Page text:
Tuesday, August 27, 2013

Summer Idyll for a Nonprofiteer

I began writing this in the kitchen of a family house on an island in Penobscot Bay, Maine where we had been rusticating the first two weeks of August. It was raining, otherwise I'd have been outside, on the water or the 9 hole golf course. There is no TV, lots of books and we were largely free of the endless streams of information and commercial entreaties experienced elsewhere in time and space. Pausing to reflect on the past year since last on the island - as the non-profit world continues its struggle with  the effects of the recession and faces challenges of internal governance -  I realize that since late July I had been on an idyll. It's a word little used these frantic times. It means experiencing a period of calm and contentment.

Being in beautiful places in Vermont, New Hampshire and then Maine helped. My wife and I were lucky to begin our idyll at Marlboro, Vermont where we visited friends and attended  two concerts at the Marlboro Music Festival. This event, held on the lovely campus of Marlboro College, has just celebrated its 63rd  season. It is devoted exclusively to chamber music and was founded by the great pianist Rudolph Serkin and friends. Its present artistic directors are the renowned pianists  Richard Goode and Mitsuko Uchida.

Marlboro Music is unique. Over a five week period there are only two public performances a week. The community of about 80 musicians, a mixture of internationally known older artists and younger performers are formed into 60-80 groups, which have the luxury of unlimited rehearsal time.  Typically only about 20% of works rehearsed are ever performed publically. Only those deemed to have reached especially excellent results will be programmed. As a result, the repertoire  and personnel are announced to the public only a week or so in advance.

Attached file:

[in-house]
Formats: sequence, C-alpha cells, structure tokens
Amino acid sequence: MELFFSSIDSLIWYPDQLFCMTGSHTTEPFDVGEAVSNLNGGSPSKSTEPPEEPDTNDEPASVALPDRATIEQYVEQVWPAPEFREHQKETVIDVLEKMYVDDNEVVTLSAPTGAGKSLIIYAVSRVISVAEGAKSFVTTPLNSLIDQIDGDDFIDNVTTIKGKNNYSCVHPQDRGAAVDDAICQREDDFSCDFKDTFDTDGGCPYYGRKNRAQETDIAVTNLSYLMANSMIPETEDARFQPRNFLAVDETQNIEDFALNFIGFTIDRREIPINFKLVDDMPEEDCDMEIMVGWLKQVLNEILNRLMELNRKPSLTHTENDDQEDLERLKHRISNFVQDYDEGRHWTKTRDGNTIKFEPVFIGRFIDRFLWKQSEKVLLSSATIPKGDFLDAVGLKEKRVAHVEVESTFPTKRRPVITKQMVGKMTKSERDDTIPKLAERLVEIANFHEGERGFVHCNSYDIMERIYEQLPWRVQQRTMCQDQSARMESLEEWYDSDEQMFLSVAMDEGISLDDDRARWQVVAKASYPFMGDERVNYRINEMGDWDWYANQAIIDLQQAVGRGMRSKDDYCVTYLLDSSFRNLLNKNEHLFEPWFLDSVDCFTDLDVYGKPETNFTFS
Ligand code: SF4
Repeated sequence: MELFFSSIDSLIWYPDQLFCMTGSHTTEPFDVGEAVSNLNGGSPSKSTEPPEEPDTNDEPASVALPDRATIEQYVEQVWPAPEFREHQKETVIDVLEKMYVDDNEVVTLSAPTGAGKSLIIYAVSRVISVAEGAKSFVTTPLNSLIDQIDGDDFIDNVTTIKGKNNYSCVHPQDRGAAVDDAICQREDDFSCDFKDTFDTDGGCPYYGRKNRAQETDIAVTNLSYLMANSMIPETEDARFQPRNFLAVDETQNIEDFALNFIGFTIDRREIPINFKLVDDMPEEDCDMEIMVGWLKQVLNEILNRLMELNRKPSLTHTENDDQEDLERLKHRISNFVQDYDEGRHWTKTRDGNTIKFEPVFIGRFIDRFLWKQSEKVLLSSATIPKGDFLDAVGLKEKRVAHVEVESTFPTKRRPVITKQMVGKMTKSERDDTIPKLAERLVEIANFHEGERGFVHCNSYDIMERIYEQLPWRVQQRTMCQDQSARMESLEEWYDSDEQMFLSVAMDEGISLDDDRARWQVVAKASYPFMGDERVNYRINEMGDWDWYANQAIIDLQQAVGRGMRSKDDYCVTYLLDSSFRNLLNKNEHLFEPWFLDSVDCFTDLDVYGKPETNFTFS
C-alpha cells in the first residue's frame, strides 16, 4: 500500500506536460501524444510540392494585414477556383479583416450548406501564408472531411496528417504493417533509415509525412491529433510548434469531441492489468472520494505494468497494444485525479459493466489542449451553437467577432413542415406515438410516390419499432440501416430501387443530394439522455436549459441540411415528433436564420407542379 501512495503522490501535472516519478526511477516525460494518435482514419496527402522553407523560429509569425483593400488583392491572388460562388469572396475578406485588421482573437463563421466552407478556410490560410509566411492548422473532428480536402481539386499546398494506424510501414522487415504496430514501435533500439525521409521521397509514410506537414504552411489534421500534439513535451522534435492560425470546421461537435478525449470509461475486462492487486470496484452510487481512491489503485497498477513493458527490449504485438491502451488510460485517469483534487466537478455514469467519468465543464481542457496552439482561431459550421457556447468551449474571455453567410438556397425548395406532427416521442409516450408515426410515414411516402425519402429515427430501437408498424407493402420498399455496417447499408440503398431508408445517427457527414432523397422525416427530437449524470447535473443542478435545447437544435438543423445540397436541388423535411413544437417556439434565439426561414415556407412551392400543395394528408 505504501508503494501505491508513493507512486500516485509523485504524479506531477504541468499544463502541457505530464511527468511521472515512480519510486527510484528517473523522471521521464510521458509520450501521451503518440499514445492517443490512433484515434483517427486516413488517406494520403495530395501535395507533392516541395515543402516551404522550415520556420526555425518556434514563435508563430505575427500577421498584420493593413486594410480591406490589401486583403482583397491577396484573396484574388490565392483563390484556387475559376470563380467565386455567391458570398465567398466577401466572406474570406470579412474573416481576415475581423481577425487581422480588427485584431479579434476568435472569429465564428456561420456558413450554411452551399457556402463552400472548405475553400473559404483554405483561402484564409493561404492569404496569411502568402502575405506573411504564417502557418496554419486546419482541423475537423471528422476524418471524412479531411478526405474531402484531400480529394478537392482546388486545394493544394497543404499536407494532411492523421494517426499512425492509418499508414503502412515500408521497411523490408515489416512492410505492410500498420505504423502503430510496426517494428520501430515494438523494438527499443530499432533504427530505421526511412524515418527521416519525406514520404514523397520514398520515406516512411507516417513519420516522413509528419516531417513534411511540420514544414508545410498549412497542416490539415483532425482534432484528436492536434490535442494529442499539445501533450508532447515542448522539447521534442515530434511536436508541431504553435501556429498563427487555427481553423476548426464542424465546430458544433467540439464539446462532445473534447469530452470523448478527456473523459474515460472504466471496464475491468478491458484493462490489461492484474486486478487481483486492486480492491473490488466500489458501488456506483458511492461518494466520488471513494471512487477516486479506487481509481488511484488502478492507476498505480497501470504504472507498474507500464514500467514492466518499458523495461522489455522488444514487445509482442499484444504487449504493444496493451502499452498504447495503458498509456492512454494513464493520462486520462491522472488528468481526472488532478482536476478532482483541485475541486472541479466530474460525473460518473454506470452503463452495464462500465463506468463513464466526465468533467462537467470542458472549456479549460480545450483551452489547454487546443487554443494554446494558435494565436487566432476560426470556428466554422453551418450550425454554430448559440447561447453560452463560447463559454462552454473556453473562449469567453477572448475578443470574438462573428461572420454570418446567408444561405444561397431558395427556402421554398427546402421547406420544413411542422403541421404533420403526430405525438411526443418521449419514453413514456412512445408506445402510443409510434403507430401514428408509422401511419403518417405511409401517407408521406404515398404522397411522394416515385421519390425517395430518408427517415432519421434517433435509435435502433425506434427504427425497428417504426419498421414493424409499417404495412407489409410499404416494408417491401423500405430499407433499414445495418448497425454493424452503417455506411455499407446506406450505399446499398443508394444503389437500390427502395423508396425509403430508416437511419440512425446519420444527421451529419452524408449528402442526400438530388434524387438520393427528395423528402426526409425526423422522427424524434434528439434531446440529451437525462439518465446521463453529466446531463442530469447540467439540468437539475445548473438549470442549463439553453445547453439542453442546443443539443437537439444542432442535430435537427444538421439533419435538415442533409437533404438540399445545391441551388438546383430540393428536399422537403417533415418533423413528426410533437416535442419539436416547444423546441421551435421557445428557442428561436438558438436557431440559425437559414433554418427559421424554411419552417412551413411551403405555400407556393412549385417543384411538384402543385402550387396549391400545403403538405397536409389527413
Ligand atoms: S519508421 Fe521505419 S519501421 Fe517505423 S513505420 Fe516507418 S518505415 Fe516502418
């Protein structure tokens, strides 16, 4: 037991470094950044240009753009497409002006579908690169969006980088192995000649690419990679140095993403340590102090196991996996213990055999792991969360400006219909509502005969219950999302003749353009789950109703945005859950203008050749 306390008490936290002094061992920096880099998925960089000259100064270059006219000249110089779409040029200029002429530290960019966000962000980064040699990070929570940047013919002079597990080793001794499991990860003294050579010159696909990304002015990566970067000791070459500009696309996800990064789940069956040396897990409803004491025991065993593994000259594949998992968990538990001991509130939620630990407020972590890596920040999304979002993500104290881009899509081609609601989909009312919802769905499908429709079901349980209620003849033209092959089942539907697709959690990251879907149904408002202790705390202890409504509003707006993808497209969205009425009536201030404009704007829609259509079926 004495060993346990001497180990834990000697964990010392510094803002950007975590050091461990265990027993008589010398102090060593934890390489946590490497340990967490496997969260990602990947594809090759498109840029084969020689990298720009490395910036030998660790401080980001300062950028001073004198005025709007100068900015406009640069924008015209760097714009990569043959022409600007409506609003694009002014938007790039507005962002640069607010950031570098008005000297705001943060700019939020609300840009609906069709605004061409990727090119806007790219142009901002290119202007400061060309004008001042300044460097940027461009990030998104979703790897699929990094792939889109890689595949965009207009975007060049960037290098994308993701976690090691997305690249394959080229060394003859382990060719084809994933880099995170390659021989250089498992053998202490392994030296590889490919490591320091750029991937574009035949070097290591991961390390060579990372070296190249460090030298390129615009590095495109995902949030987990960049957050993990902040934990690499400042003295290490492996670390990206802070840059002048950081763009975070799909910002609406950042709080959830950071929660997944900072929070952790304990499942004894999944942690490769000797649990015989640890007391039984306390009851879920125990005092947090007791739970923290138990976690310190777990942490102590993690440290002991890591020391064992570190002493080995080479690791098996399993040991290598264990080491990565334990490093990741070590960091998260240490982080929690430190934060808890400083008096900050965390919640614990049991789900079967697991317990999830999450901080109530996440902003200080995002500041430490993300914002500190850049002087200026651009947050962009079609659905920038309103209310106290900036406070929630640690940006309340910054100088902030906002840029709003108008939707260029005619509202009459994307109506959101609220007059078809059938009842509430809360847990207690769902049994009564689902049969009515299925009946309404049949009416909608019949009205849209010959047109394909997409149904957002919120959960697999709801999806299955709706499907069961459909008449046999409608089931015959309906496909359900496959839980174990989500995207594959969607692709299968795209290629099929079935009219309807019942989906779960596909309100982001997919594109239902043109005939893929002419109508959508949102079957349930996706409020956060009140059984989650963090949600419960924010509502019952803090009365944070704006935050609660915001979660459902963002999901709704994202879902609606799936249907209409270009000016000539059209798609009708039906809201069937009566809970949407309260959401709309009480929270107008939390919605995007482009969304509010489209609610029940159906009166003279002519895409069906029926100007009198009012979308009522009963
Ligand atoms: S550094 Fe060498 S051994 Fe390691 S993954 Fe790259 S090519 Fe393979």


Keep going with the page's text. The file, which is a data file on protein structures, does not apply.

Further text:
Furthermore, the program handed out to concertgoers is a photocopied single sided  sheet,  simply listing the pieces and names of performers. There are no musicians' biographies and quotations from music critics. There is however a handsome booklet available that gives more information about Marlboro Music, lists of supporters, advertising, etc. The organization would appear to have a devoted following.

The auditorium is barn-like with superb acoustics. The audience sits on folding chairs. Ticket prices are reasonable. A  good seat can be had for $30. The atmosphere is informal, yet charged with the expectation of hearing great music performed impeccably. And that is the result.

Why, you might ask, would musicians of such high caliber spend most of their summer engaged in intensive rehearsal and study when  the chances of public performance are slim? The answer lies in the Marlboro tradition of community, collaboration and  learning. The focus is on music, not personalities. I could not help but notice a wonderful photograph tucked away in an auditorium hallway of the youthful (barely out of their teens)  James Levine and Van Cliburn seated at a Marlboro piano keyboard, score in view - had they any idea of the fame awaiting them?

The great music-making aside what struck me was the non-commercial aspect of  Marlboro Music. Perhaps purity is too strong a word but it comes close. What better way to launch an idyll than experiencing an organization that strips away the extraneous to allow performer and listener alike to focus on why they have come together...and that is for music.

I am back home now and the world has crept back into my consciousness - from the horrors of Syria to the perils of the Detroit Institute  of Art. My next blog post will doubtless be less idyllic, but  for now why not savor the memory of hearing Mozart in the mountains of southern Vermont and of enjoying Maine sunsets? Thanks for your indulgence dear reader.